SDM:
How long have you been making art?

ICE:
I’d say all of us have been artistic since we were kids, but I don’t think any of us started to get really serious about art until the early aughts.

SDM:
How old are each of you?

ICE:
Early thirties.

SDM:
Were your shows last year your first solo shows?

ICE:
First for all but me. I had a solo show in August of 09 at Objct Gallery in Pomona.

SDM:
Has the experience of showing art in SD met your expectations thus far?

ICE:
I don’t think any of us have any specific expectations about showing art. I think the most we hope for is just that people come to see it. Which sometimes seems like an uphill battle.

SDM:
Would you recommend this DIY approach to exhibiting your art to other artists?

ICE:
Sure. There’s no sense in waiting for others to do the work for you. If you want people to see your work, make it happen. all of our shows, including our 3 previous group shows have all been completely accomplished and promoted solely by us.

SDM:
Have any opportunities come out of your solo shows? Projects or other shows outside of SD?

ICE:
No.

SDM:
How can we entice collectors from outside of the downtown area to adventure to new spots to buy art?

ICE:
Pfff. We wish we knew. That’s an article all it’s own. One we encourage you to research and write.  Do people in the downtown area buy art?  🙂

SDM:
Who do you look up to in the San Diego art world?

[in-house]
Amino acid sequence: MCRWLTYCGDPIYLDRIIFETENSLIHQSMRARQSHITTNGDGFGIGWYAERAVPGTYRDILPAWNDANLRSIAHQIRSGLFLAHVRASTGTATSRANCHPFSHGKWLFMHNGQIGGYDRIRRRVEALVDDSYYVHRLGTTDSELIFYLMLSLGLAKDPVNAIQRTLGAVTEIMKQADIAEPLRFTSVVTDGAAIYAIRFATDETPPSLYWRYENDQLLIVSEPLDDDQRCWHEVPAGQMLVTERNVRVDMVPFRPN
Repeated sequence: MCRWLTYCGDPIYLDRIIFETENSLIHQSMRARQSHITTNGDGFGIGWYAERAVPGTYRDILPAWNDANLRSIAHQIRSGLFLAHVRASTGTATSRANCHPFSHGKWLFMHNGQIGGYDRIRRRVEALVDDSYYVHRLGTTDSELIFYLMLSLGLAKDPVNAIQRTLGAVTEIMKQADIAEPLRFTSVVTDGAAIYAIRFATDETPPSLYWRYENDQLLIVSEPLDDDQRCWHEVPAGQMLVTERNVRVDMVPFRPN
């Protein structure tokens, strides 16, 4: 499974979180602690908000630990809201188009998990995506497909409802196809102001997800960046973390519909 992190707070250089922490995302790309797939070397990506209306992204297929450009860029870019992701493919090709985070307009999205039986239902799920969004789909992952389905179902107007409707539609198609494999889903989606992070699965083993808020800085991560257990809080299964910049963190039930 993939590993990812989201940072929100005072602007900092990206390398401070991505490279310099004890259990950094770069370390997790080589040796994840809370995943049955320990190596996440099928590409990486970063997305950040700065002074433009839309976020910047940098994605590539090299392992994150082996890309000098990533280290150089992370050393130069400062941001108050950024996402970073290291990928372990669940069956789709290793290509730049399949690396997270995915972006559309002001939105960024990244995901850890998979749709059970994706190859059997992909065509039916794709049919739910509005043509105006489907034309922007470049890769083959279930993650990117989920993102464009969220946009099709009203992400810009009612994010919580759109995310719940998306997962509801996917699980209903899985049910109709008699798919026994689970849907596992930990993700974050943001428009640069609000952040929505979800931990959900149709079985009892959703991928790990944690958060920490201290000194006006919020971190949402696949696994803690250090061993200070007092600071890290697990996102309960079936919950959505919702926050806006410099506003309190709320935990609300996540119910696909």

ICE
Us…and anyone else in the scene that’s trying to make something from nothing. That is, trying to make a scene/market from the art apathy of San Diego. It’s coming along, though.

SDM:
If you could relocate your gallery to any city in the world, where would it be?

ICE:
We wouldn’t.

SDM:
How has the SD art scene improved in the last 5 years? What are 3 ways we can continue to make it better?

ICE:
It seems as though SD has had much of it’s current improvement just within the last 2/3 years. Some major art spaces have opened up, like Space For Art and Glashaus. and smaller spaces like The Bakery, Periscope Project, and The Habitat House. As far as how to make it better? I suppose just by keeping that DIY spirit. Like the saying goes, “be the change you want to see”.

SDM:
Do you make art / sell art full time?

ICE:
Make? Of course. Sell? No.

SDM:
If not, what else do you do?

ICE:
As far as day jobs? Well, 2 of us are preparators, and the other 2 are an artists assistant.

SDM:
Do you aspire to make this a life-long, full-time career?

ICE:
In one way or another, yes.

SDM:
If you could describe the community of North Park in 3 words, what would they be?

ICE:
We have no idea, i don’t think we really pay attention.

One last note is that the article states that all four of the ICE boys share a studio at ICE.  In fact it’s only Lee and Thomas that have a studio there.  Reading back through the original answers Michael gave we see that the inaccuracy was due to the way he answered the question, and is not the fault of Nate Benedetto.